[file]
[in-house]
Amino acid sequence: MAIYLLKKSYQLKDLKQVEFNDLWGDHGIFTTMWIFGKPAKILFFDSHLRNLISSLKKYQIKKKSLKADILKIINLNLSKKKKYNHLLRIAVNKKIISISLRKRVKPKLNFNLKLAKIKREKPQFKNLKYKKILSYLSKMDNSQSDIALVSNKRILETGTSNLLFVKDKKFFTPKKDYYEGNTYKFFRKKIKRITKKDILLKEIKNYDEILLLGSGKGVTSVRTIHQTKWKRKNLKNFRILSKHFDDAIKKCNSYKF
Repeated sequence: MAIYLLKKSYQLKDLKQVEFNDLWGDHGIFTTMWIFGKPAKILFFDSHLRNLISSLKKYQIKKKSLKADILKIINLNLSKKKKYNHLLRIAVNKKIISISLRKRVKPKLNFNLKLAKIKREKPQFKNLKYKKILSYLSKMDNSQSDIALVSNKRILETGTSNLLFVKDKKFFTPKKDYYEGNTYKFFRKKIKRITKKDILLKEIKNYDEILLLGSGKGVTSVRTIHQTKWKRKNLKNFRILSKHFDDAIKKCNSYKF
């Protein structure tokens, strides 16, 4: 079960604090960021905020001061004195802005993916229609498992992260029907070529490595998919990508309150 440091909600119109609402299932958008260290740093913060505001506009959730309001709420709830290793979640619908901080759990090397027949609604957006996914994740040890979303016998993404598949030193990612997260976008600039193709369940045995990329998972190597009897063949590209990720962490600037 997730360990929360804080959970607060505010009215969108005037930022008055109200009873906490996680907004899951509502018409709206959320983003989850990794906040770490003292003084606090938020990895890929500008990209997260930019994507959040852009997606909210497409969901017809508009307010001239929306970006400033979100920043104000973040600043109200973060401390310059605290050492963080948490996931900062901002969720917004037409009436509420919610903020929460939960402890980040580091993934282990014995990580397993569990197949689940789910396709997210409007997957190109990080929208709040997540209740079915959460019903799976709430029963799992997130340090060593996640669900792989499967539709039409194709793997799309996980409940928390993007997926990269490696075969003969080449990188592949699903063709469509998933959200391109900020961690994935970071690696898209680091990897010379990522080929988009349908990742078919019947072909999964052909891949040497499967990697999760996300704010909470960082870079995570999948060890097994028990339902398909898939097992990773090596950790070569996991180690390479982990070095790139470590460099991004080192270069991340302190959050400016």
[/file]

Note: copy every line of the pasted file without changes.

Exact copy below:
[in-house]
Amino acid sequence: MAIYLLKKSYQLKDLKQVEFNDLWGDHGIFTTMWIFGKPAKILFFDSHLRNLISSLKKYQIKKKSLKADILKIINLNLSKKKKYNHLLRIAVNKKIISISLRKRVKPKLNFNLKLAKIKREKPQFKNLKYKKILSYLSKMDNSQSDIALVSNKRILETGTSNLLFVKDKKFFTPKKDYYEGNTYKFFRKKIKRITKKDILLKEIKNYDEILLLGSGKGVTSVRTIHQTKWKRKNLKNFRILSKHFDDAIKKCNSYKF
Repeated sequence: MAIYLLKKSYQLKDLKQVEFNDLWGDHGIFTTMWIFGKPAKILFFDSHLRNLISSLKKYQIKKKSLKADILKIINLNLSKKKKYNHLLRIAVNKKIISISLRKRVKPKLNFNLKLAKIKREKPQFKNLKYKKILSYLSKMDNSQSDIALVSNKRILETGTSNLLFVKDKKFFTPKKDYYEGNTYKFFRKKIKRITKKDILLKEIKNYDEILLLGSGKGVTSVRTIHQTKWKRKNLKNFRILSKHFDDAIKKCNSYKF
């Protein structure tokens, strides 16, 4: 079960604090960021905020001061004195802005993916229609498992992260029907070529490595998919990508309150 440091909600119109609402299932958008260290740093913060505001506009959730309001709420709830290793979640619908901080759990090397027949609604957006996914994740040890979303016998993404598949030193990612997260976008600039193709369940045995990329998972190597009897063949590209990720962490600037 997730360990929360804080959970607060505010009215969108005037930022008055109200009873906490996680907004899951509502018409709206959320983003989850990794906040770490003292003084606090938020990895890929500008990209997260930019994507959040852009997606909210497409969901017809508009307010001239929306970006400033979100920043104000973040600043109200973060401390310059605290050492963080948490996931900062901002969720917004037409009436509420919610903020929460939960402890980040580091993934282990014995990580397993569990197949689940789910396709997210409007997957190109990080929208709040997540209740079915959460019903799976709430029963799992997130340090060593996640669900792989499967539709039409194709793997799309996980409940928390993007997926990269490696075969003969080449990188592949699903063709469509998933959200391109900020961690994935970071690696898209680091990897010379990522080929988009349908990742078919019947072909999964052909891949040497499967990697999760996300704010909470960082870079995570999948060890097994028990339902398909898939097992990773090596950790070569996991180690390479982990070095790139470590460099991004080192270069991340302190959050400016």